Household Hazardous Waste

Persevering in Sandy’s Wake

By Sophia Kelley

Hurricane Sandy is the first emergency response that I have been involved with since coming to the EPA and the experience has given me a new appreciation for the level of commitment and dedication of my colleagues. We, like thousands of others in the New York/New Jersey area, are continuing our efforts to recover from the impacts of the super storm. While all of us have been affected to some degree, EPA’s on-scene coordinators and other emergency responders reported to work and spent long days helping others rather than attending to their own homes that may have been damaged or lacked power. In addition, they often face hazardous situations while assessing chemical or oil spills and abandoned fuel tanks.

In emergency situations, the EPA typically works in collaboration with the lead organization, the Federal Emergency Management Agency (FEMA) and with state and local governments to help protect public health and the environment before, during and after the event. From overflight surveys of the storm-damaged areas to supervising emergency scuba operations repair of damaged equipment at a wastewater treatment plant, the EPA has been involved in Sandy recovery efforts from all angles. For daily updates on our work, see: http://epa.gov/sandy/response.html.

View of a typical sand pile stored at Jacob Riis Park in the aftermath of Hurricane Sandy.

My role has been more behind the scenes as I am assigned to communication efforts organized out of our response center in Edison, New Jersey. But last Friday I had the opportunity to visit Jacob Riis Park in Queens where the city is staging an enormous amount of the hurricane wreckage in what used to be the parking lot. Between two staggering towers of fetid debris, a battered green sign states, “This Way to the Beach.” A year ago I visited that very beach with my friend and played in the sand with her two little girls. I wonder if we’ll be able to return next year.

Now the sand is piling up in the parking lot. The storm deposited enormous quantities of sand in city streets. The city has cleared it and has possible plans for its beneficial reuse. Rather than simply carting it away with the other debris to a landfill, the idea is to sift the sand and then potentially use it at other locations. The EPA is assisting the city by sampling the sand to make sure it meets the criteria for reuse.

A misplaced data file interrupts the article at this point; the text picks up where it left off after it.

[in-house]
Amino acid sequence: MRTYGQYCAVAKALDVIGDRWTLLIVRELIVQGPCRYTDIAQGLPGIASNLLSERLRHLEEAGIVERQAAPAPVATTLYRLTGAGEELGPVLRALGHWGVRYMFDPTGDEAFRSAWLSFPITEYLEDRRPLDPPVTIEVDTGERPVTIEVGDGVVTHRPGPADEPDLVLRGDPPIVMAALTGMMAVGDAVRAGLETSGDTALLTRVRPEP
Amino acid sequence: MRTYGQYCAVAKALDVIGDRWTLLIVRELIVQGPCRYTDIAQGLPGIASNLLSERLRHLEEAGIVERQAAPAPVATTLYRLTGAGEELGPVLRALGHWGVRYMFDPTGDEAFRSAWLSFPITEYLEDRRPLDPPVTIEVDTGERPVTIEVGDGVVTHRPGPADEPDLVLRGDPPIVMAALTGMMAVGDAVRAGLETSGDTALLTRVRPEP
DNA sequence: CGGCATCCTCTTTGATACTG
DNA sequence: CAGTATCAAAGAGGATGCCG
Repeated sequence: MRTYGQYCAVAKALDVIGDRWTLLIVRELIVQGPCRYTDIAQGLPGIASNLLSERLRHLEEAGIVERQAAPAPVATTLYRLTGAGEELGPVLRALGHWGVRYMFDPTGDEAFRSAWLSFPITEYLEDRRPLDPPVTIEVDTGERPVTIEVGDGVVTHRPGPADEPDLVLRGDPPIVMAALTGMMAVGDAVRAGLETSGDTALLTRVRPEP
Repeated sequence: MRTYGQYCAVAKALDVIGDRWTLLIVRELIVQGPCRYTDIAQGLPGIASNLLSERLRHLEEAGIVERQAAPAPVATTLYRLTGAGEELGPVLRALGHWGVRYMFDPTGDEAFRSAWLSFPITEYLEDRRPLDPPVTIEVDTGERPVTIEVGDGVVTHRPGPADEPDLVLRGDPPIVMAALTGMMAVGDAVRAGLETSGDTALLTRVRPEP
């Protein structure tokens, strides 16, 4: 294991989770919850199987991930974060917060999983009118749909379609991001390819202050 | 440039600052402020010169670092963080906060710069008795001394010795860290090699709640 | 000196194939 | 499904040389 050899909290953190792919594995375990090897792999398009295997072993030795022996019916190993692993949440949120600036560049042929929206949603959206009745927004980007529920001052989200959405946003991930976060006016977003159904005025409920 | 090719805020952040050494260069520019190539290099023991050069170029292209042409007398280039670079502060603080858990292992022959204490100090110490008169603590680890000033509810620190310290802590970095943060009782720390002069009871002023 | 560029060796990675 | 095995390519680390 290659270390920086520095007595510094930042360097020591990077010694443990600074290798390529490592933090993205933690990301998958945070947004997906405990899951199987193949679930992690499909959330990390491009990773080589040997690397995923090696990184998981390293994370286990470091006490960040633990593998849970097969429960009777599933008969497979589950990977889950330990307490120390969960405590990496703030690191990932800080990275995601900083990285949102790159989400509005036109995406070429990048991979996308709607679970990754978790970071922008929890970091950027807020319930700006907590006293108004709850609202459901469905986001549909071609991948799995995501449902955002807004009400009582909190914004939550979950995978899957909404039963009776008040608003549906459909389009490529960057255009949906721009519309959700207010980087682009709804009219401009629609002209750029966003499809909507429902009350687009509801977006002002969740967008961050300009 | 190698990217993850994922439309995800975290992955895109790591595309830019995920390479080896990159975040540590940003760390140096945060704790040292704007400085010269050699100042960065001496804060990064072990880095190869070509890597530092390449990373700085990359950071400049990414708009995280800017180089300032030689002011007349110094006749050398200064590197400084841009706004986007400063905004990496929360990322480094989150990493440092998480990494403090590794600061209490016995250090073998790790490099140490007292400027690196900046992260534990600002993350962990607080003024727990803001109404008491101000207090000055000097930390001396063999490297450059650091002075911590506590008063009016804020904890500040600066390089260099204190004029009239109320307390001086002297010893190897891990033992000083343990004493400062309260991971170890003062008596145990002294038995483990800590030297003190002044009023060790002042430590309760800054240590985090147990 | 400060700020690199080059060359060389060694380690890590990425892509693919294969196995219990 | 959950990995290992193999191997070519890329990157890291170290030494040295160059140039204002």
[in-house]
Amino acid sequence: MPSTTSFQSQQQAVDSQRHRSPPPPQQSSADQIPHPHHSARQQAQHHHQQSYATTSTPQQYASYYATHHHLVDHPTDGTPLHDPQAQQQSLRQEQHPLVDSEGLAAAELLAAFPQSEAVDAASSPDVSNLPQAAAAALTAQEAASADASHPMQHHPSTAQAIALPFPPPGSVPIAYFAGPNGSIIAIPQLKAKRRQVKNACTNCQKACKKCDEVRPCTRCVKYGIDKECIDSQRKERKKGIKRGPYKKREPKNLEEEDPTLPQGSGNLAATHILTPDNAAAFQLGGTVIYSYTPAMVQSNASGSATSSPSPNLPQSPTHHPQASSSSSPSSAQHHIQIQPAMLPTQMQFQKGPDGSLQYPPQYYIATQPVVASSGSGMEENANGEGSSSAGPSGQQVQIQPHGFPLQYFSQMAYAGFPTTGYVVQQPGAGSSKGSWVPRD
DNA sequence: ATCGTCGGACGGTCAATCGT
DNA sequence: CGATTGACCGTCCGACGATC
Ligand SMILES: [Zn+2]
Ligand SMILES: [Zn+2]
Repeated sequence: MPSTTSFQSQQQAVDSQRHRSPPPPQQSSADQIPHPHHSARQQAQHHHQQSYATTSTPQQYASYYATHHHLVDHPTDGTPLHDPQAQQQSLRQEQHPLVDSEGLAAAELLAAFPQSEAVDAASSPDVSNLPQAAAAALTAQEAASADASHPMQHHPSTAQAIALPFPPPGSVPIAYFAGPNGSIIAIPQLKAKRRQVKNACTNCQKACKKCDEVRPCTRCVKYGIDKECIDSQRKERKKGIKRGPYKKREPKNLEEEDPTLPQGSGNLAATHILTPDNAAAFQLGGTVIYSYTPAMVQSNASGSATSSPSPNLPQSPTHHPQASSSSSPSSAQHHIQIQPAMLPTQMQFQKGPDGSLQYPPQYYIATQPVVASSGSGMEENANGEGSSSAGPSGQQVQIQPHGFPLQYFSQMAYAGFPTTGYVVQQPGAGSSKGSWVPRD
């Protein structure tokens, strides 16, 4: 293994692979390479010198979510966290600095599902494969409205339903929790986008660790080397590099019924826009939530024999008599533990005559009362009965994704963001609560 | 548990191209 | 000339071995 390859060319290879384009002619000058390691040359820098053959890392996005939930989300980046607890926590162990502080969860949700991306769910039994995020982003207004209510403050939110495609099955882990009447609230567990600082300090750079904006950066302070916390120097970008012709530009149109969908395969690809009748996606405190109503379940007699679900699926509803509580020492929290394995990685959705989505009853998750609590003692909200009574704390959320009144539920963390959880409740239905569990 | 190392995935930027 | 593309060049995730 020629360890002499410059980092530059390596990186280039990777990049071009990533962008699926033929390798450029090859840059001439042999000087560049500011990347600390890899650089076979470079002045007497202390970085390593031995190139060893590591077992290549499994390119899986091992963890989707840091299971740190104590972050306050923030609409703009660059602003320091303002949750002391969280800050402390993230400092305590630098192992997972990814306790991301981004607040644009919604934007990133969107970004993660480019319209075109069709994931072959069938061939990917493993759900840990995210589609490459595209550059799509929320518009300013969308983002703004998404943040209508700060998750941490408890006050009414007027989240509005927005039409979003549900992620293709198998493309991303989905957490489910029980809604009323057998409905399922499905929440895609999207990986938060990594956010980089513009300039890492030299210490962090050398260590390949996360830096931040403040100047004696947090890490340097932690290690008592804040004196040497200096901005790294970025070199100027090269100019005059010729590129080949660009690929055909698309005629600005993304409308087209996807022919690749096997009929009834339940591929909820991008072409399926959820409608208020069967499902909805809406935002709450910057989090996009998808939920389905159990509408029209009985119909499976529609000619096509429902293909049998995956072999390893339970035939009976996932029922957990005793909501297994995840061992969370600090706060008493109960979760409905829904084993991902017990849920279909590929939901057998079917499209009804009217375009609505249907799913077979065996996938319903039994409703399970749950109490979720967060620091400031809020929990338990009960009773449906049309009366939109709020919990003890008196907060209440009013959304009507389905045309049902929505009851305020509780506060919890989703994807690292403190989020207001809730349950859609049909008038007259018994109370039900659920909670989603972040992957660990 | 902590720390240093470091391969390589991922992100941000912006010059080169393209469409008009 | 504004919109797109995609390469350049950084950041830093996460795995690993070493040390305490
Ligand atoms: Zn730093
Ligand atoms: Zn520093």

Since the storm the EPA has also been collecting household hazardous waste in the New York area. Crews are canvassing flood-impacted neighborhoods and will continue to pick up common household items such as paints, pesticides and household cleaners for separate management and disposal. Preventing such dangerous chemicals from mixing with the other trash is important for long-term disposal of the rest of the storm-related material.

Find out more about our household hazardous waste collection in NYC, visit: http://epa.gov/sandy/hazardouswastepickup.html.

If you have questions related to EPA’s work after Hurricane Sandy, please submit them in the comment section below or call our hotline, 1.888.283.7626.

About the author: Sophia is a public affairs specialist in her first year of the Environmental Careers Program. She has lived in Canada, Texas, Chicago, Poland, Central America, and now resides in Brooklyn.  Sophia has an undergraduate degree from the University of Chicago and recently earned an MFA in creative writing from Sarah Lawrence College. Before joining EPA, she worked as a freelance writer, an itinerant teacher, and at a newspaper in Costa Rica.

Editor's Note: The opinions expressed here are those of the author. They do not reflect EPA policy, endorsement, or action, and EPA does not verify the accuracy or science of the contents of the blog.

Please share this post. However, please don't change the title or the content. If you do make changes, don't attribute the edited title or content to EPA or the author.

Spring Cleaning and Greening: How to Get Rid of Your Old Electronics and Household Hazardous Waste

By Dan Gallo

Click the map to find HHW and e-waste collection events near you!It’s that time of  year again – time to clean out old items from those closets, basements and garages!